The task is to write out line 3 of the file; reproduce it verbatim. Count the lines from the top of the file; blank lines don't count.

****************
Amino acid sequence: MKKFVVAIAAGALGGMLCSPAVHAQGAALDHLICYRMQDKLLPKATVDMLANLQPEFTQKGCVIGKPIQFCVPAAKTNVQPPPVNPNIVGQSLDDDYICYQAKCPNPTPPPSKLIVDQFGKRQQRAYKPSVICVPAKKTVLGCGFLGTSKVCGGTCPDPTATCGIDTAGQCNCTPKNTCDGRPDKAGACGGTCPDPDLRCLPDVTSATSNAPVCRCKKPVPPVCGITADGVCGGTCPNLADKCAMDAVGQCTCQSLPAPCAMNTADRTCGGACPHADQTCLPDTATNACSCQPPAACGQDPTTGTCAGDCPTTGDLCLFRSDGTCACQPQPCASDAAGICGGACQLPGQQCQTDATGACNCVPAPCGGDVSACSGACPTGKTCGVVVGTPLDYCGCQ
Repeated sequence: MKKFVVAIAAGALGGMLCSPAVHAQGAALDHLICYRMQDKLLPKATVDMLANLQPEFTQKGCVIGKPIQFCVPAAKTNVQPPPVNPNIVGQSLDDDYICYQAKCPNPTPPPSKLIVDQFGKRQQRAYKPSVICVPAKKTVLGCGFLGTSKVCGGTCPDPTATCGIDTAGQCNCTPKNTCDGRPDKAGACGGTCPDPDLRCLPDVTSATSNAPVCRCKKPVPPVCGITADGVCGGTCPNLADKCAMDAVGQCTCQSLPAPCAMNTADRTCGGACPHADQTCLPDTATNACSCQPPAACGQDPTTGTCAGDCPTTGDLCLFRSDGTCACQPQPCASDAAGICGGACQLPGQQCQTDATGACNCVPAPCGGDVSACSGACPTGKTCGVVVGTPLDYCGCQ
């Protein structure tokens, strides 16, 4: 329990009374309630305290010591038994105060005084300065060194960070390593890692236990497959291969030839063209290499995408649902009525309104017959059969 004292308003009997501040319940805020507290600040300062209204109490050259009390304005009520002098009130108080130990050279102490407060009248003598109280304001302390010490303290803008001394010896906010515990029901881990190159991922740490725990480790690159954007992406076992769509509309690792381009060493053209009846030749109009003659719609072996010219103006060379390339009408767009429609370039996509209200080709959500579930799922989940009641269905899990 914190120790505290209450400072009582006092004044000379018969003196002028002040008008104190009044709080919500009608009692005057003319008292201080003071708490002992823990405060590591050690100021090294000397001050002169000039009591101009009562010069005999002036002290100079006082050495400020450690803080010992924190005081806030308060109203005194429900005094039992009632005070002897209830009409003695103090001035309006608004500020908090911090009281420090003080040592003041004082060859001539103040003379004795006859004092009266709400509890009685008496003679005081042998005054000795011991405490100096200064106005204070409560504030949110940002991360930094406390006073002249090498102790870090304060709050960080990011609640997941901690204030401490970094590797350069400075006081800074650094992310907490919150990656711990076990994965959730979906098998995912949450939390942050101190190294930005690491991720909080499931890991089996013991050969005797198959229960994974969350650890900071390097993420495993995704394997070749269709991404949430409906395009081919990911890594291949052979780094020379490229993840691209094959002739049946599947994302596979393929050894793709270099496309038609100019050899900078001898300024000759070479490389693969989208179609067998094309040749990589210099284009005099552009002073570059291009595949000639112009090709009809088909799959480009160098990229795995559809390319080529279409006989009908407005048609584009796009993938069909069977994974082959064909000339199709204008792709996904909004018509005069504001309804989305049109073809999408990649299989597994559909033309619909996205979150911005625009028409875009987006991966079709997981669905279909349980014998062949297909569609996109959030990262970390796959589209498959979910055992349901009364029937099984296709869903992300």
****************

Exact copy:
């Protein structure tokens, strides 16, 4: 329990009374309630305290010591038994105060005084300065060194960070390593890692236990497959291969030839063209290499995408649902009525309104017959059969 004292308003009997501040319940805020507290600040300062209204109490050259009390304005009520002098009130108080130990050279102490407060009248003598109280304001302390010490303290803008001394010896906010515990029901881990190159991922740490725990480790690159954007992406076992769509509309690792381009060493053209009846030749109009003659719609072996010219103006060379390339009408767009429609370039996509209200080709959500579930799922989940009641269905899990 914190120790505290209450400072009582006092004044000379018969003196002028002040008008104190009044709080919500009608009692005057003319008292201080003071708490002992823990405060590591050690100021090294000397001050002169000039009591101009009562010069005999002036002290100079006082050495400020450690803080010992924190005081806030308060109203005194429900005094039992009632005070002897209830009409003695103090001035309006608004500020908090911090009281420090003080040592003041004082060859001539103040003379004795006859004092009266709400509890009685008496003679005081042998005054000795011991405490100096200064106005204070409560504030949110940002991360930094406390006073002249090498102790870090304060709050960080990011609640997941901690204030401490970094590797350069400075006081800074650094992310907490919150990656711990076990994965959730979906098998995912949450939390942050101190190294930005690491991720909080499931890991089996013991050969005797198959229960994974969350650890900071390097993420495993995704394997070749269709991404949430409906395009081919990911890594291949052979780094020379490229993840691209094959002739049946599947994302596979393929050894793709270099496309038609100019050899900078001898300024000759070479490389693969989208179609067998094309040749990589210099284009005099552009002073570059291009595949000639112009090709009809088909799959480009160098990229795995559809390319080529279409006989009908407005048609584009796009993938069909069977994974082959064909000339199709204008792709996904909004018509005069504001309804989305049109073809999408990649299989597994559909033309619909996205979150911005625009028409875009987006991966079709997981669905279909349980014998062949297909569609996109959030990262970390796959589209498959979910055992349901009364029937099984296709869903992300």